What I wit­ness next is some­thing I will never, ever for­get. The boat moves closer and we see a pod of four orca (three adults and one ju­ve­nile) spy-hop­ping (where orca lift their heads out of the wa­ter to see where their prey is) around the ice floe, con­cen­trat­ing mainly on one small floe with one seal on it, but also cir­cling the larger ice floe, which has a num­ber of seals hud­dled to­gether in the mid­dle. The team­work of the orca pod is in­cred­i­ble; they spy-hop to check where the seals are, then pro­ceed to try and punch a chan­nel through the ice it­self by push­ing their bod­ies against it, to break it up. There is one orca, in par­tic­u­lar, that is stands out. Ap­par­ently he’s known as Fat Boy, and is part of this pod, which is known as the Big B (fam­ily group B) orca group. This sig­ni­fies that they are seal-eaters, as op­posed to fish-eaters, or Type C/D – orca that eat whales. From what I can see through my zoom lens, Fat Boy is, I reckon, close to the size of a bus in terms of girth, and equally as im­pres­sive in terms of over­all length. In short, he’s bloody mas­sive.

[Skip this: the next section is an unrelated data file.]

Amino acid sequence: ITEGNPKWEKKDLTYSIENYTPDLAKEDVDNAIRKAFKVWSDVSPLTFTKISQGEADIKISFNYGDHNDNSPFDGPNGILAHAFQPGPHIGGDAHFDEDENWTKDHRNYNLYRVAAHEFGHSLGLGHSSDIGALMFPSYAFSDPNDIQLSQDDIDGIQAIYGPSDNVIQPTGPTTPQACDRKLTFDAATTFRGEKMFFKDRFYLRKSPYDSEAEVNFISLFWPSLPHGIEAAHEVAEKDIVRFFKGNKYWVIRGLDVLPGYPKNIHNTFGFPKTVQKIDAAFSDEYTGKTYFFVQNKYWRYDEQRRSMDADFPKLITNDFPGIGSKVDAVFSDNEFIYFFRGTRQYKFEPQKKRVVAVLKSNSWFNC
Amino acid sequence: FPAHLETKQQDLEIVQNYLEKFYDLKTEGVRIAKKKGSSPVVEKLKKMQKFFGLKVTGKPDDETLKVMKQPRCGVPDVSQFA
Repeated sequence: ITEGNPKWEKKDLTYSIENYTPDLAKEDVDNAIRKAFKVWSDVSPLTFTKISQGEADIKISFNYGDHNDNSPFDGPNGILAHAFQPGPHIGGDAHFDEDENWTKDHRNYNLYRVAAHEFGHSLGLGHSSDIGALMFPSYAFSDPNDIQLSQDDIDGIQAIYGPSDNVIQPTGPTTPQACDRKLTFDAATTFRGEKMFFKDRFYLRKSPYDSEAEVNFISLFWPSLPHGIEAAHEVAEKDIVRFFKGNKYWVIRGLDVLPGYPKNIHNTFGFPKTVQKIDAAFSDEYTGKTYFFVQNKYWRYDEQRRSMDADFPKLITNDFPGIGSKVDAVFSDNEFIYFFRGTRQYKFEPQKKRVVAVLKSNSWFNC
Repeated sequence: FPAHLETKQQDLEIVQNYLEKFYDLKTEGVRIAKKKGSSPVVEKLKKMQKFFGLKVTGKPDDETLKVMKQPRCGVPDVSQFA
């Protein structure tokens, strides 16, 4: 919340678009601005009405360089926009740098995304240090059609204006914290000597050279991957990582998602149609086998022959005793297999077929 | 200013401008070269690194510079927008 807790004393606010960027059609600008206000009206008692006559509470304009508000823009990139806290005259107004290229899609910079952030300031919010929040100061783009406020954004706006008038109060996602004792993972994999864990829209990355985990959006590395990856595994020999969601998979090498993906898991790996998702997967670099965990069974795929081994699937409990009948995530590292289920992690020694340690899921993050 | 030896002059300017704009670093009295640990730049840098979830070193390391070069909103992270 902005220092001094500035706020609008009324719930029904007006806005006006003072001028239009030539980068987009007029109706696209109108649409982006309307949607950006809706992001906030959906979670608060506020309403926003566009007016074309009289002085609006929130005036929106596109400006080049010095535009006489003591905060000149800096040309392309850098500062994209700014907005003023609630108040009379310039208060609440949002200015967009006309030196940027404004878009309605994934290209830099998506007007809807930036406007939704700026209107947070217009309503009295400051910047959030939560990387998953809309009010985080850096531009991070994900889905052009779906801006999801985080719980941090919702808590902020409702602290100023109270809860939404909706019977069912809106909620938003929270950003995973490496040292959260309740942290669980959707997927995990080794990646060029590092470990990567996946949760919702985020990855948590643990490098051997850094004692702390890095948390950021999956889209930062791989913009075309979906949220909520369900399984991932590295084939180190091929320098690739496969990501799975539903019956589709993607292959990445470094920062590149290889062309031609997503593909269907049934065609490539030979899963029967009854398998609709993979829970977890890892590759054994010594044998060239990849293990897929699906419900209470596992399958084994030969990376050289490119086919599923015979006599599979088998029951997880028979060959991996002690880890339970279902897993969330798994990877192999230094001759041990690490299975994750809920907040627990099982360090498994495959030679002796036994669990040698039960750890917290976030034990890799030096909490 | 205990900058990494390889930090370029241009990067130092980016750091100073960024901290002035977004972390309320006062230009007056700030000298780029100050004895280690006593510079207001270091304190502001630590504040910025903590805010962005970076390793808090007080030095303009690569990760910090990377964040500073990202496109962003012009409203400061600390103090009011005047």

The pod keeps at it for at least 30 min­utes or so, mak­ing plenty of progress – even at one point look­ing like they’d nabbed the solo seal on the small ice floe – be­fore sud­denly turn­ing away and mov­ing fur­ther out in to the open ocean. Troels be­lieves they were teach­ing the young ju­ve­nile the hunt­ing process. For us, it was the chance to wit­ness some­thing truly unique; ap­par­ently it took the BBC’s Planet Earth film crew two sea­sons to cap­ture a sim­i­lar thing.


The last day has dawned and it’s an­other cracker, with us moored just off Half Moon Is­land. This tiny isle is chock-full of chin­strap pen­guins and, semi-fa­mously, two mac­a­roni pen­guins. The is­land’s land­ing point is the usual ice and rock, with a few res­i­dent NZ fur seals and pen­guins. Also on the shore is a re­minder of Antarc­tica’s wild his­tory, with what looks to be the re­mains of a boat be­long­ing to ei­ther a sealer or a whaler – just the ribs and some planks are left – half-buried in the ground.